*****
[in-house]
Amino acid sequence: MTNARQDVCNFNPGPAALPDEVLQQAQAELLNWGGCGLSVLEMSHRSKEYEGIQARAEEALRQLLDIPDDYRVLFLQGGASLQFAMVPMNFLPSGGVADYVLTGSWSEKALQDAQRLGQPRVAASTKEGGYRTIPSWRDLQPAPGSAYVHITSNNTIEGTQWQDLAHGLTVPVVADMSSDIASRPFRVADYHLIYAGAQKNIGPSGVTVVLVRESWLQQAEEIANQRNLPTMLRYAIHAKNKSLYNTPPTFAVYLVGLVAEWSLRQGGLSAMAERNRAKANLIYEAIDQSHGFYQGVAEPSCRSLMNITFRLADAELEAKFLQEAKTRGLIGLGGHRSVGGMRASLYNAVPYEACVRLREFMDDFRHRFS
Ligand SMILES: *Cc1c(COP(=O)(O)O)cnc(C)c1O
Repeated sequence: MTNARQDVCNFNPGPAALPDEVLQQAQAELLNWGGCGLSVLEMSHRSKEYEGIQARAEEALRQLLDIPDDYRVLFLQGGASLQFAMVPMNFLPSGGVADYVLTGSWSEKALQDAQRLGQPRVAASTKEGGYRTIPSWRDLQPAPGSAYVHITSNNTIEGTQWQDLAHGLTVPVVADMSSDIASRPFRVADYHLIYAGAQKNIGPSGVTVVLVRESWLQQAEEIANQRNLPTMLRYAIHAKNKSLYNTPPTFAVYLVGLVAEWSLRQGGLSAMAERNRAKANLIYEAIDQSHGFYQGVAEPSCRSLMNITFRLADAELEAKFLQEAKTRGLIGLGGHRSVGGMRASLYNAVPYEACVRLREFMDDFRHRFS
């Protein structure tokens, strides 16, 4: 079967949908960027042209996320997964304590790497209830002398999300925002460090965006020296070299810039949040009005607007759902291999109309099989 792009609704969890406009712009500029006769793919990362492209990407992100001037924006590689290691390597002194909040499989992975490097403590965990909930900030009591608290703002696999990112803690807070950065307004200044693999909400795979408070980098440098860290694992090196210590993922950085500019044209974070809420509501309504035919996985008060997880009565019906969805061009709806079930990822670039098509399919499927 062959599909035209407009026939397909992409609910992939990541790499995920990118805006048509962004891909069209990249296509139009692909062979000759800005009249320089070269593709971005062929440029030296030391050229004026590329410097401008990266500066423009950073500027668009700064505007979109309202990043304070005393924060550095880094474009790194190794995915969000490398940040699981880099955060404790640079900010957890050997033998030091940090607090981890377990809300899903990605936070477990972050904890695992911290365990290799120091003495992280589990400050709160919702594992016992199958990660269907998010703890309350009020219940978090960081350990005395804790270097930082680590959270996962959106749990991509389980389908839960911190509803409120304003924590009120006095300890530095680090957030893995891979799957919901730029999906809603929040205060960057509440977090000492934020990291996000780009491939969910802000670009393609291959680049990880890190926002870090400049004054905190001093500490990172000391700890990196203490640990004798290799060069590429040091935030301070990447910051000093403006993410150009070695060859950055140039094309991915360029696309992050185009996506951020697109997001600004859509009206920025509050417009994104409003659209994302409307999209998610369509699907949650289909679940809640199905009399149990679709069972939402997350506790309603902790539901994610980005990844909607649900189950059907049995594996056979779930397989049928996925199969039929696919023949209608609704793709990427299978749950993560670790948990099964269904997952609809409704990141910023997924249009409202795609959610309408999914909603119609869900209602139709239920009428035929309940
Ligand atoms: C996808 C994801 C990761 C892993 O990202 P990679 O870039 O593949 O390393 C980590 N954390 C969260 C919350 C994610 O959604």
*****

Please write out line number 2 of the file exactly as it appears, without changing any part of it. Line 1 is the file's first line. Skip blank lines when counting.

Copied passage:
Amino acid sequence: MTNARQDVCNFNPGPAALPDEVLQQAQAELLNWGGCGLSVLEMSHRSKEYEGIQARAEEALRQLLDIPDDYRVLFLQGGASLQFAMVPMNFLPSGGVADYVLTGSWSEKALQDAQRLGQPRVAASTKEGGYRTIPSWRDLQPAPGSAYVHITSNNTIEGTQWQDLAHGLTVPVVADMSSDIASRPFRVADYHLIYAGAQKNIGPSGVTVVLVRESWLQQAEEIANQRNLPTMLRYAIHAKNKSLYNTPPTFAVYLVGLVAEWSLRQGGLSAMAERNRAKANLIYEAIDQSHGFYQGVAEPSCRSLMNITFRLADAELEAKFLQEAKTRGLIGLGGHRSVGGMRASLYNAVPYEACVRLREFMDDFRHRFS